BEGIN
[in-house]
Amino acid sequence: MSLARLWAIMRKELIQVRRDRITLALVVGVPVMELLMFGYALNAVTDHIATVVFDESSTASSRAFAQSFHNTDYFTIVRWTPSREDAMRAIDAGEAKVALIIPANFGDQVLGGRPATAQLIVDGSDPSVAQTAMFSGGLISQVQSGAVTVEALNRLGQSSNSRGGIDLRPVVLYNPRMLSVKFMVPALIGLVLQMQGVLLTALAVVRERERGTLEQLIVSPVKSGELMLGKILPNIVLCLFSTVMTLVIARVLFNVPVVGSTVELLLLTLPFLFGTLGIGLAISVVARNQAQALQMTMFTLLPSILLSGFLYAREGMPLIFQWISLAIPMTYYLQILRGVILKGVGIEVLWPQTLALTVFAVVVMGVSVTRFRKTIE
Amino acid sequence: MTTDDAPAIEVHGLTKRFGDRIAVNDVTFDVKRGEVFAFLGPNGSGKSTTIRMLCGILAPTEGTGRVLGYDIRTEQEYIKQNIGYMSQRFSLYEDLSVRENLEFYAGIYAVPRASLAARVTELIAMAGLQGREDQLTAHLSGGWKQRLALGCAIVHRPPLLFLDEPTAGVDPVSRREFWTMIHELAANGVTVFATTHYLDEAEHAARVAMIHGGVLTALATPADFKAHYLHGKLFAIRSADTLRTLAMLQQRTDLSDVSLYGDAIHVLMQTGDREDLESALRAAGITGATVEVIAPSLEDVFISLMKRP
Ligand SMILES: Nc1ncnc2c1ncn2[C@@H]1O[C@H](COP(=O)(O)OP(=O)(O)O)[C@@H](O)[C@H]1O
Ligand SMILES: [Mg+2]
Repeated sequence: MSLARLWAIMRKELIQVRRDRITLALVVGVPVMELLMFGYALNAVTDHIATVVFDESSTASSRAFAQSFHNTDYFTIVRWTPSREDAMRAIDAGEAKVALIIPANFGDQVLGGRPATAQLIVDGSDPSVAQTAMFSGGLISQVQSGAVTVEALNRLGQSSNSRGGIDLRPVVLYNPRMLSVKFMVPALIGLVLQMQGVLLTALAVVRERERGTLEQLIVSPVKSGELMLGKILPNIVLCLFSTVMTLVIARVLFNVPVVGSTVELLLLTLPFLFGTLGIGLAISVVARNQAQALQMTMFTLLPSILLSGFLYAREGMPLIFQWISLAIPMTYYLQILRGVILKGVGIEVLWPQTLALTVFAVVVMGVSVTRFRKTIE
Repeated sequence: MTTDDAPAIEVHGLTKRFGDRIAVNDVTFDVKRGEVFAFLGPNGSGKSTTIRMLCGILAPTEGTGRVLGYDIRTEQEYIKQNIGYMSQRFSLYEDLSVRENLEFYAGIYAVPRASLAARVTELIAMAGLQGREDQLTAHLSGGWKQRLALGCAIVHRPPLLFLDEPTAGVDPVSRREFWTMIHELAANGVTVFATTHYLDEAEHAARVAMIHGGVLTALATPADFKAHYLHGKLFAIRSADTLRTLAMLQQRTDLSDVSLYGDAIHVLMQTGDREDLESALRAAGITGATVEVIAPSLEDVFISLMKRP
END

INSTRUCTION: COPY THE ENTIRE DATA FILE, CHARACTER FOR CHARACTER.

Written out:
[in-house]
Amino acid sequence: MSLARLWAIMRKELIQVRRDRITLALVVGVPVMELLMFGYALNAVTDHIATVVFDESSTASSRAFAQSFHNTDYFTIVRWTPSREDAMRAIDAGEAKVALIIPANFGDQVLGGRPATAQLIVDGSDPSVAQTAMFSGGLISQVQSGAVTVEALNRLGQSSNSRGGIDLRPVVLYNPRMLSVKFMVPALIGLVLQMQGVLLTALAVVRERERGTLEQLIVSPVKSGELMLGKILPNIVLCLFSTVMTLVIARVLFNVPVVGSTVELLLLTLPFLFGTLGIGLAISVVARNQAQALQMTMFTLLPSILLSGFLYAREGMPLIFQWISLAIPMTYYLQILRGVILKGVGIEVLWPQTLALTVFAVVVMGVSVTRFRKTIE
Amino acid sequence: MTTDDAPAIEVHGLTKRFGDRIAVNDVTFDVKRGEVFAFLGPNGSGKSTTIRMLCGILAPTEGTGRVLGYDIRTEQEYIKQNIGYMSQRFSLYEDLSVRENLEFYAGIYAVPRASLAARVTELIAMAGLQGREDQLTAHLSGGWKQRLALGCAIVHRPPLLFLDEPTAGVDPVSRREFWTMIHELAANGVTVFATTHYLDEAEHAARVAMIHGGVLTALATPADFKAHYLHGKLFAIRSADTLRTLAMLQQRTDLSDVSLYGDAIHVLMQTGDREDLESALRAAGITGATVEVIAPSLEDVFISLMKRP
Ligand SMILES: Nc1ncnc2c1ncn2[C@@H]1O[C@H](COP(=O)(O)OP(=O)(O)O)[C@@H](O)[C@H]1O
Ligand SMILES: [Mg+2]
Repeated sequence: MSLARLWAIMRKELIQVRRDRITLALVVGVPVMELLMFGYALNAVTDHIATVVFDESSTASSRAFAQSFHNTDYFTIVRWTPSREDAMRAIDAGEAKVALIIPANFGDQVLGGRPATAQLIVDGSDPSVAQTAMFSGGLISQVQSGAVTVEALNRLGQSSNSRGGIDLRPVVLYNPRMLSVKFMVPALIGLVLQMQGVLLTALAVVRERERGTLEQLIVSPVKSGELMLGKILPNIVLCLFSTVMTLVIARVLFNVPVVGSTVELLLLTLPFLFGTLGIGLAISVVARNQAQALQMTMFTLLPSILLSGFLYAREGMPLIFQWISLAIPMTYYLQILRGVILKGVGIEVLWPQTLALTVFAVVVMGVSVTRFRKTIE
Repeated sequence: MTTDDAPAIEVHGLTKRFGDRIAVNDVTFDVKRGEVFAFLGPNGSGKSTTIRMLCGILAPTEGTGRVLGYDIRTEQEYIKQNIGYMSQRFSLYEDLSVRENLEFYAGIYAVPRASLAARVTELIAMAGLQGREDQLTAHLSGGWKQRLALGCAIVHRPPLLFLDEPTAGVDPVSRREFWTMIHELAANGVTVFATTHYLDEAEHAARVAMIHGGVLTALATPADFKAHYLHGKLFAIRSADTLRTLAMLQQRTDLSDVSLYGDAIHVLMQTGDREDLESALRAAGITGATVEVIAPSLEDVFISLMKRP